Tag Archives: Cost of Living

Fountain Theatre wins 5 Ticketholder Awards including Best Production of a Play in 2018

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Deanne Bray and Troy Kotsur, “Arrival & Departure.”

Two acclaimed Fountain Theatre premieres — Arrival & Departure and Cost of Living — have been named Best Production of a Play in 2018 by veteran LA theatre critic Travis Michael Holder on TicketHoldersLA.com.  Now in its 27th year, Travis’ Ticketholder Awards celebrate the 100+ Los Angeles theatre productions reviewed by Holder in 2018 in large houses and intimate.

Our Deaf/hearing world premiere of Arrival & Departure, written and directed by Stephen Sachs, won Best Production, Best Adaptation (Sachs) and a Special Achievement Award to movement director, Gary Franco. 

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Katy Sullivan and Felix Solis, “Cost of Living.”

Cost of Living by Martyna Majok was also named Best Production, and Tobias Forrest was awarded Best Supporting Actor. 

The following were also acknowledged as a runner-up:

Arrival & Departure

  • Runner-Up, Best Actor – Troy Kotsur
  • Runner-Up, Best Actress – Deanne Bray
  • Runner-Up, Best Supporting Actor – Shon Fuller
  • Runner-Up, Best Supporting Actress – Jessica Jade Andres
  • Runner-Up, Best Supporting Actress – Stasha Surdyke
  • Runner-Up, New Discovery 2018 – Aurelia Myers
  • Runner-Up, Best Direction – Stephen Sachs
  • Runner-Up, Best Set Design – Matthew G. Hill
  • Runner-Up, Best Sound Design – Peter Bayne
  • Runner-Up, Best CGI/Video Design – Nicholas E. Santiago

Cost of Living

  • Runner-Up, Best Actress – Xochitl Romero
  • Runner-Up, Best Actress – Katy Sullivan
  • Runner-Up, Best Playwright – Martyna Majok

Full list of Ticketholder Award winners

Screenings at Fountain Theatre showcase filmmakers with disabilties

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2018 Easterseals Disability Film Challenge

by Nic Novicki

On December 12, The Fountain Theatre graciously hosted a special screening of films from the Easterseals Disability Film Challengean annual weekend film competition where participating teams have 55 hours to create a short film.

Beyond props, locations and genre, the most important rule of the film challenge is that one participant on every team must have a disability. The goal of the film challenge is to create opportunity and generate film-making experience for the disability community in front of and behind the camera.

I created this film challenge six years ago, as a response to a problem I was all too familiar with in Hollywood – a lack of inclusion. I’m a little person, and have been an actor and comedian for most of my life. While I have been fortunate and have acted in many TV shows and films, the reality is that people with disabilities are still the most underrepresented community in entertainment today.

Disabilty Film Challenge 3People with disabilities represent 25% of the U.S. population, but are seen in less than 3% of on-screen speaking roles. Some 61 million adults in the United States identify as having a disability, and still, we are not seeing ourselves being represented.

Beyond acting, I have always produced my own content as well. I believe that work leads to more work, and that if you aren’t given opportunities you need to create them for yourself. These projects have been so critical in building my career, and six years ago I was tired of seeing the same old statistics – why weren’t more people with disabilities taking their career into their own hands?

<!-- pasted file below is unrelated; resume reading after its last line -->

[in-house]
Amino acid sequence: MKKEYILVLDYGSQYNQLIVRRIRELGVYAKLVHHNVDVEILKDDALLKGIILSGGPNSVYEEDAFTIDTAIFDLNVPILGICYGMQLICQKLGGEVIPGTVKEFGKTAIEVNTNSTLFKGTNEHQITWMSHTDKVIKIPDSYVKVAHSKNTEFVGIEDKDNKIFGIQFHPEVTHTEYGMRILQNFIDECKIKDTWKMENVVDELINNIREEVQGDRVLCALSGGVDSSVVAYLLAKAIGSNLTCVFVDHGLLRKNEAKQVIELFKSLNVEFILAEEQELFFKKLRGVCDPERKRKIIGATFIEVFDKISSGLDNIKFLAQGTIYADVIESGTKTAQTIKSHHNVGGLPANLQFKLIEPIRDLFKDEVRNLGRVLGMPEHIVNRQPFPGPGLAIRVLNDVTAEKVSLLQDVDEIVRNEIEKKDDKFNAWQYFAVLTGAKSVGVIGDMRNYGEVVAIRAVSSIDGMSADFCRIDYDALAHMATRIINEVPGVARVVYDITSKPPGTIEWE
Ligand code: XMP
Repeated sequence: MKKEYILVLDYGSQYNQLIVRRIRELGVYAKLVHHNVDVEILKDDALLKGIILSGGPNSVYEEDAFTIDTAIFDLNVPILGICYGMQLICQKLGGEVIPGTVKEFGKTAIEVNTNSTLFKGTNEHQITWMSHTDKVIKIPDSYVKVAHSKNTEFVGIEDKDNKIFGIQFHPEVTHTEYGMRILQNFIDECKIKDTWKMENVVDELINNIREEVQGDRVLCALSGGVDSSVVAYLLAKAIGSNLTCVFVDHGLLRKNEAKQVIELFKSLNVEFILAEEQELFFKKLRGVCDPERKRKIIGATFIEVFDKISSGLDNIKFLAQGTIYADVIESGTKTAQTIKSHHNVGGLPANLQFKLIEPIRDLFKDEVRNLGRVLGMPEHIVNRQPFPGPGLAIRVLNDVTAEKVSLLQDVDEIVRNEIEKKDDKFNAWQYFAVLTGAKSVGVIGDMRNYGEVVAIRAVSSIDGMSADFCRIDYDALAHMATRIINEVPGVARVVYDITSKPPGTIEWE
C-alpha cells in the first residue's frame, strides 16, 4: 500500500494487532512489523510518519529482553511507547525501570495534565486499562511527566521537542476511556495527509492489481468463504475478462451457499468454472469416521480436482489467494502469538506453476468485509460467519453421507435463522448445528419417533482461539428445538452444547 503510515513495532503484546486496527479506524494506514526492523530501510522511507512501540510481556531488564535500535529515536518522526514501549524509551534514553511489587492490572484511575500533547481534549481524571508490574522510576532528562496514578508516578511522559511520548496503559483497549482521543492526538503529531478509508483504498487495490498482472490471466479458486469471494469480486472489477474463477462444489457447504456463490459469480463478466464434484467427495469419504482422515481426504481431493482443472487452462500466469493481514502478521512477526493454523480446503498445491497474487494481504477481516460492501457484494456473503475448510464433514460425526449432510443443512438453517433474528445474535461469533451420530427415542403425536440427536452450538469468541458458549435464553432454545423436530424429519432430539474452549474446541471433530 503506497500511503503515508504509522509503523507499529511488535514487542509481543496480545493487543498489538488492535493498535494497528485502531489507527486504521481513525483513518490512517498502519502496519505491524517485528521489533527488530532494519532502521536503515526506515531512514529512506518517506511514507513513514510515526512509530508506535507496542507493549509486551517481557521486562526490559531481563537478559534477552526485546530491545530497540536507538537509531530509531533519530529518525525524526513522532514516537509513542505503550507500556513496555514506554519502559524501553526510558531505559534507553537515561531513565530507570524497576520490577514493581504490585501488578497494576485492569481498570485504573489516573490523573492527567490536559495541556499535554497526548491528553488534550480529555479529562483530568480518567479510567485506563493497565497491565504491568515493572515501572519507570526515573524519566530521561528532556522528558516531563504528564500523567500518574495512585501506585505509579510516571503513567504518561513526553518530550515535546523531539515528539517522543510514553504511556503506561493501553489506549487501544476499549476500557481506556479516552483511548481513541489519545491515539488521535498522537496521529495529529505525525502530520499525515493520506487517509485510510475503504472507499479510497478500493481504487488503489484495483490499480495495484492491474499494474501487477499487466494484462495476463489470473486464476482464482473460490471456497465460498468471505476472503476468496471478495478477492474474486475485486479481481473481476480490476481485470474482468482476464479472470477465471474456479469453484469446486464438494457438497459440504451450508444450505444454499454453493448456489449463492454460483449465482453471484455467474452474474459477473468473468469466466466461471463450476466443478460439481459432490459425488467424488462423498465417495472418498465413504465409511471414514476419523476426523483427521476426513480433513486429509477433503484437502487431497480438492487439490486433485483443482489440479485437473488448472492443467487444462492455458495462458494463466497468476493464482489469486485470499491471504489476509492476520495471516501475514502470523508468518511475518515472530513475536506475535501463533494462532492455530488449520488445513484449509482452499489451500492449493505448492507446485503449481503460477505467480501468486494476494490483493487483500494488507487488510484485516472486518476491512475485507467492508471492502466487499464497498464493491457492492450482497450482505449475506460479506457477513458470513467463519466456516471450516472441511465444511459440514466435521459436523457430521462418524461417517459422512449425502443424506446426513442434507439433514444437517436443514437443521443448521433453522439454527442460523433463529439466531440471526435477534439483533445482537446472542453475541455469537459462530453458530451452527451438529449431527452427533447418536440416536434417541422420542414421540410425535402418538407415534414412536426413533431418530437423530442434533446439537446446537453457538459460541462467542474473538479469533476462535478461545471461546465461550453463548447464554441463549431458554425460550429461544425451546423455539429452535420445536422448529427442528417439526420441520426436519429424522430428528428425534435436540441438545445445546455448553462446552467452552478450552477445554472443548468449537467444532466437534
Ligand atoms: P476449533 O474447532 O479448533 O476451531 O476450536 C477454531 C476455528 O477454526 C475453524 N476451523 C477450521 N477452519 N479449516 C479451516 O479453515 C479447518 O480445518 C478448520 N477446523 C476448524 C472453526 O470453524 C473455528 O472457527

Six years later, and it’s amazing what the film challenge has become. I have partnered with Easterseals Southern California, the largest disability services provider in the state, whose mission is to change the way the world defines and views disability. Their support has helped the challenge grow each year, and I am so excited for what the future will bring. The 2019 film challenge will mark Easterseals’ 100th Anniversary of supporting this vibrant community.

The industry is taking notice, our supporters are growing and we’re seeing our participants getting hired for recurring roles on TV shows. Casting directors and producers are reaching out to us about the participants, because they recognize the importance of inclusion and the talent in this community.

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Fountain Outreach Coordinator Jeffrey Arriaza

At the Fountain Theatre, we screened the four winning films from the 2018 Easterseals Disability Film Challenge and three films featuring actors from the Fountain Theatre’s acclaimed Cost of Living.

In the panel that followed, past participants consistently referenced the strong community that the challenge builds. While the challenge lasts one weekend out of the year, the real impact is seen when participants continue to work together year round. Attendees at the event stuck around and caught up long after the last film played, and even after the theatre closed for the night.

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Nic Novicki

The Fountain Theatre is a perfect partner, because they also recognize the importance of stories from underrepresented communities. Together, we can inspire change in entertainment and create opportunities for all.

We hope you participate in the 2019 film challenge! Learn more here

 

 

Nic Novicki is an actor and comedian. 

Fountain Theatre’s ‘Cost of Living’ hailed “Best in Theater in 2018” by Los Angeles Times

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Katy Sullivan and Felix Solis in ‘Cost of Living’.

The Fountain Theatre’s acclaimed west coast premiere of Cost of Living by Martyna Majok has been named by Los Angeles Times theatre critic Charles McNulty as “Best in Theater in 2018.”  McNulty writes, “The Fountain Theatre’s production of Majok’s “Cost of Living” confirmed just how indispensable 99-seat theaters still are to a healthy theater ecology.” 

“Martyna Majok’s searing drama,” McNulty continues, “about the relationship between disabled persons and their caregivers was bravely essayed by the Fountain in a production directed by John Vreeke that revealed just how acutely this Pulitzer Prize-winning drama exposes some vulnerable truths at the heart of the human condition.”

Cost of Living features Tobias Forrest, Xochitl Romero, Felix Solis and Katy Sullivan. The run ends this Sunday, December 16.

More Info/Get Tickets